Remember that we said that 50,000 words is just 1,667 if you break it up. The secret source is to just write. Every day. Write even if you write crap. Write when you have inspiration. Write when you are clueless. Just get words down on the page.

There are all sorts of tricks WriMos (people that take part in NaNoWriMo) use to get word counts up.

Dares, character arguments, dreams (I don’t like these), sprints, poems, fireside chats, challenges, and all sorts of things like that. NaNoWriMo have a whole forum dedicated to word count advice, including down and dirty tricks to get the word count going.

8. Attend write-ins

woman typing writing
Write-ins are cool.

Write-ins are where WriMos get together and write – together. These have proven to be incredibly motivational for a lot of people.

Here is some information (official) about NaNoWriMo write-ins happening in Thanet. There may be unofficial gatherings but try an official one first.

9. Tell everyone what you are doing

exchange of ideas
Spread the word

This may seem like strange advice but this was what I did the very first NaNoWriMo I did. I literally told every human being I met for the month leading up and then all of November. The very next time I met any of these humans, most of them asked how the novel was going.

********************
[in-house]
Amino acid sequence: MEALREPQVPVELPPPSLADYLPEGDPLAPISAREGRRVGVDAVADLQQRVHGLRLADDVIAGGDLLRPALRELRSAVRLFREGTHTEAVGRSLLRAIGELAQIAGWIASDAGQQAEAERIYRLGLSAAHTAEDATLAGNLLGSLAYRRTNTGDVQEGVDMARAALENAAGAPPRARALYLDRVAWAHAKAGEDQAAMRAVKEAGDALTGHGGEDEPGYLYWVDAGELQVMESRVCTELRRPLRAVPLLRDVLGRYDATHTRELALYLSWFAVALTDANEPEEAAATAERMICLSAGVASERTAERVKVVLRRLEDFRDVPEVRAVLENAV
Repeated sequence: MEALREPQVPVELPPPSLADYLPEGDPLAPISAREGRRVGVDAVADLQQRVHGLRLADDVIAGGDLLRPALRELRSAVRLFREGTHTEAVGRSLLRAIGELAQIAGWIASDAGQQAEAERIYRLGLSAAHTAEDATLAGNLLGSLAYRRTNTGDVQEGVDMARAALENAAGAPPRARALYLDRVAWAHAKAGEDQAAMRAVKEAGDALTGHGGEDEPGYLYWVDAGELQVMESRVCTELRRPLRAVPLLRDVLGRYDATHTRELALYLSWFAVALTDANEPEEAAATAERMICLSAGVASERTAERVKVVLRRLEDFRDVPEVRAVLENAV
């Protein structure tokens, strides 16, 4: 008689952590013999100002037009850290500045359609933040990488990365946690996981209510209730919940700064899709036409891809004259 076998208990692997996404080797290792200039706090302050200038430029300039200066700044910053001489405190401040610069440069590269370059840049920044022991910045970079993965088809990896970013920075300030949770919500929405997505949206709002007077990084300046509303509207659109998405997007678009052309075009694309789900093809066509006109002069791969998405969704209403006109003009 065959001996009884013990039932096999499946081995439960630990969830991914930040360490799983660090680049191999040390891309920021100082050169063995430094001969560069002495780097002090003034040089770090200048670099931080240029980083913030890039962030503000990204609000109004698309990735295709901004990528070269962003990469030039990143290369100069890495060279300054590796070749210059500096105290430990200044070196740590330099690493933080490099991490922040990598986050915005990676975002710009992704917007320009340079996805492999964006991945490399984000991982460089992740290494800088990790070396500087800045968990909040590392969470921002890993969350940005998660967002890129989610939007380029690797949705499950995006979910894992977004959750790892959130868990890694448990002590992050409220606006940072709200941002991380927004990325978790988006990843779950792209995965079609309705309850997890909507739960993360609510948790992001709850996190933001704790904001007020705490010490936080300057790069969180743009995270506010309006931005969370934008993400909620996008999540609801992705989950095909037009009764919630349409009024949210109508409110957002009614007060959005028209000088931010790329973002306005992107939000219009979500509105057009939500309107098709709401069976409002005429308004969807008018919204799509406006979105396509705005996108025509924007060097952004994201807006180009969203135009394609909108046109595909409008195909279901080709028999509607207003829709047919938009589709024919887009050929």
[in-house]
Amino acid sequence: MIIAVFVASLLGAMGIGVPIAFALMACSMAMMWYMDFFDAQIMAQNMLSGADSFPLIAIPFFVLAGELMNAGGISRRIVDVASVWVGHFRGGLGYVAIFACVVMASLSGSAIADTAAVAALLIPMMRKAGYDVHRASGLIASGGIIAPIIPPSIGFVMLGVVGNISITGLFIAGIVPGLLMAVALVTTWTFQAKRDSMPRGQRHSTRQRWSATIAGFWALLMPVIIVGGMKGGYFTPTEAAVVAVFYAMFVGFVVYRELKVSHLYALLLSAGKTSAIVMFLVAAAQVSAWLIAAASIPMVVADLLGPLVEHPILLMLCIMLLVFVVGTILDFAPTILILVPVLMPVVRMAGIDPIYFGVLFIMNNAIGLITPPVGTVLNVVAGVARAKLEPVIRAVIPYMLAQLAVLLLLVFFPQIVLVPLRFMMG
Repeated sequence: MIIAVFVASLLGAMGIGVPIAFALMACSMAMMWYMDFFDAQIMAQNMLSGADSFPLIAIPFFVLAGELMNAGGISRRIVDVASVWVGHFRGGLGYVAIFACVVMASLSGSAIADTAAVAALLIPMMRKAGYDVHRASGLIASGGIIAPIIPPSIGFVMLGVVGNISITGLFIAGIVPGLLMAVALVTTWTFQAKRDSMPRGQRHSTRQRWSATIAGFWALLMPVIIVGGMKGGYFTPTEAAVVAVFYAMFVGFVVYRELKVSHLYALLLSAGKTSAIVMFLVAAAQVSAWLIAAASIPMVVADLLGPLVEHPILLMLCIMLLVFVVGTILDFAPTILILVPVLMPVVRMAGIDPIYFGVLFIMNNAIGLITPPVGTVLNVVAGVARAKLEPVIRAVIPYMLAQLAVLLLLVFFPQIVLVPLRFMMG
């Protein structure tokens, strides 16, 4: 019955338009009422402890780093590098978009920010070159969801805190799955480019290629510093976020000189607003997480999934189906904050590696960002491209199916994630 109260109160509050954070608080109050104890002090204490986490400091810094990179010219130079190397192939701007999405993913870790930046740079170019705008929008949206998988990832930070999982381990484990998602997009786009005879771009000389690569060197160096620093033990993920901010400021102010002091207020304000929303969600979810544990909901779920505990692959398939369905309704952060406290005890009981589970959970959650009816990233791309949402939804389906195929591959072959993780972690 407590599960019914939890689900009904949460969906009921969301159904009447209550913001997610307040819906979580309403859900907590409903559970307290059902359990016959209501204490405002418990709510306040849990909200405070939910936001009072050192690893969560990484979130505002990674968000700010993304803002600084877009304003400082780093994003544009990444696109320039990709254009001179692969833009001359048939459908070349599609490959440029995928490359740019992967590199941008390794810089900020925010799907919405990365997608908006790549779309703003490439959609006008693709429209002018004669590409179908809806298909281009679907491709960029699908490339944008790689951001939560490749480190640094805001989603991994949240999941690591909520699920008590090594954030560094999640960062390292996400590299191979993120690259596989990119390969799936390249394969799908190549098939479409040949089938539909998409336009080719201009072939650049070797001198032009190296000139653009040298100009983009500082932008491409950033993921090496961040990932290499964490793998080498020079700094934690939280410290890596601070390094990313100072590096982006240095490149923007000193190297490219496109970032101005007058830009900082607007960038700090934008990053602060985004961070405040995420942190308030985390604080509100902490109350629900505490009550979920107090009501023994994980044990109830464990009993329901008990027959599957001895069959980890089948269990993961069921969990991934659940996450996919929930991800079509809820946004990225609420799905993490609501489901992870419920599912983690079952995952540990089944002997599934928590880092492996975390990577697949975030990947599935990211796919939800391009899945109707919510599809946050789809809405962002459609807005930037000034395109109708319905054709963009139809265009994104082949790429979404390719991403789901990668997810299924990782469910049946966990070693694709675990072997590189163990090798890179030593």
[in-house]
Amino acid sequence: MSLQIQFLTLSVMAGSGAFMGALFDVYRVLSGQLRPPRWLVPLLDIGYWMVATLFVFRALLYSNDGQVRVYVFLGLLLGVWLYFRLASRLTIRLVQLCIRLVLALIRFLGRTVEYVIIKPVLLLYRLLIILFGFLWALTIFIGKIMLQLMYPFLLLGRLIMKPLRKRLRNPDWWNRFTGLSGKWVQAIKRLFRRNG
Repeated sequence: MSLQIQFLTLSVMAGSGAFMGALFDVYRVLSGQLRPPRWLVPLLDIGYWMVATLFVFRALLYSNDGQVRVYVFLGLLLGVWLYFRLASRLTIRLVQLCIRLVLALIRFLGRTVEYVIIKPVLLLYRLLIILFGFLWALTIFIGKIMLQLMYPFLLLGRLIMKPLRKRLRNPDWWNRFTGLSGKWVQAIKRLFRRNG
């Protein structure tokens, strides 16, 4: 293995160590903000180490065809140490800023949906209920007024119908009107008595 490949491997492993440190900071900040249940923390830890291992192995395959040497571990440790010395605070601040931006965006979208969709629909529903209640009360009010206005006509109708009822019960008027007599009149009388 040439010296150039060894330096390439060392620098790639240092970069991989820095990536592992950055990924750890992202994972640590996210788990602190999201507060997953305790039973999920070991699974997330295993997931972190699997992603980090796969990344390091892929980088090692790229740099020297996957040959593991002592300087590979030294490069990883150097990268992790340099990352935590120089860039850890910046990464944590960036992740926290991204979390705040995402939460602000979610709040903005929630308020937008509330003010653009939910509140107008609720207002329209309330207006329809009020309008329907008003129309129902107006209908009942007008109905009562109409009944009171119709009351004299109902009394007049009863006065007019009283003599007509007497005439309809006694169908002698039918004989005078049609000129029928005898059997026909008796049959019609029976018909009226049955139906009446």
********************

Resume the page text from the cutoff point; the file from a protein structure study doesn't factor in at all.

I cannot tell you how motivating it is to know that failure will be quite that public. Just needing to be able to say “yes, my word count is on target” was now the guiding point of my day.

Tell everyone. Brag about your novel which will have a first draft by December. Not only will people be impressed that you even have part of a  novel draft but, should you hit 50,000, in their eyes, you can call yourself a writer forever.

If you are feeling brave, you could blog each days writing so people can read it as you write it. Grab a free Author Buzz UK blog if you need a blog.

10. Just don’t give up

Do not listen to the Dark Editor. As you write, self-doubt will set in. Ignore it. Ignore it as hard as you can.

Dark Editor
Ignore the dark editor

Whatever it takes, just keep writing. Never give up, never surrender.

You are a writer now.